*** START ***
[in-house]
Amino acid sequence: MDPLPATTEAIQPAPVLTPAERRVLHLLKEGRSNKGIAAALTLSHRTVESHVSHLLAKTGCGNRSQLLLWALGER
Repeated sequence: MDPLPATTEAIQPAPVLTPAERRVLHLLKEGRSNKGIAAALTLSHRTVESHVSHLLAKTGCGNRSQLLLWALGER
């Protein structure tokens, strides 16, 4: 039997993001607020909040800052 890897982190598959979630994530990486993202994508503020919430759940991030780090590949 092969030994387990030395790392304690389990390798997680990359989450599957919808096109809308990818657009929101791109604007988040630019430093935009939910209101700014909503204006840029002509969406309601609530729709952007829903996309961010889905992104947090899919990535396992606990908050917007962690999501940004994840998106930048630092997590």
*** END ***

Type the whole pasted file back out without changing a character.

[in-house]
Amino acid sequence: MDPLPATTEAIQPAPVLTPAERRVLHLLKEGRSNKGIAAALTLSHRTVESHVSHLLAKTGCGNRSQLLLWALGER
Repeated sequence: MDPLPATTEAIQPAPVLTPAERRVLHLLKEGRSNKGIAAALTLSHRTVESHVSHLLAKTGCGNRSQLLLWALGER
């Protein structure tokens, strides 16, 4: 039997993001607020909040800052 890897982190598959979630994530990486993202994508503020919430759940991030780090590949 092969030994387990030395790392304690389990390798997680990359989450599957919808096109809308990818657009929101791109604007988040630019430093935009939910209101700014909503204006840029002509969406309601609530729709952007829903996309961010889905992104947090899919990535396992606990908050917007962690999501940004994840998106930048630092997590």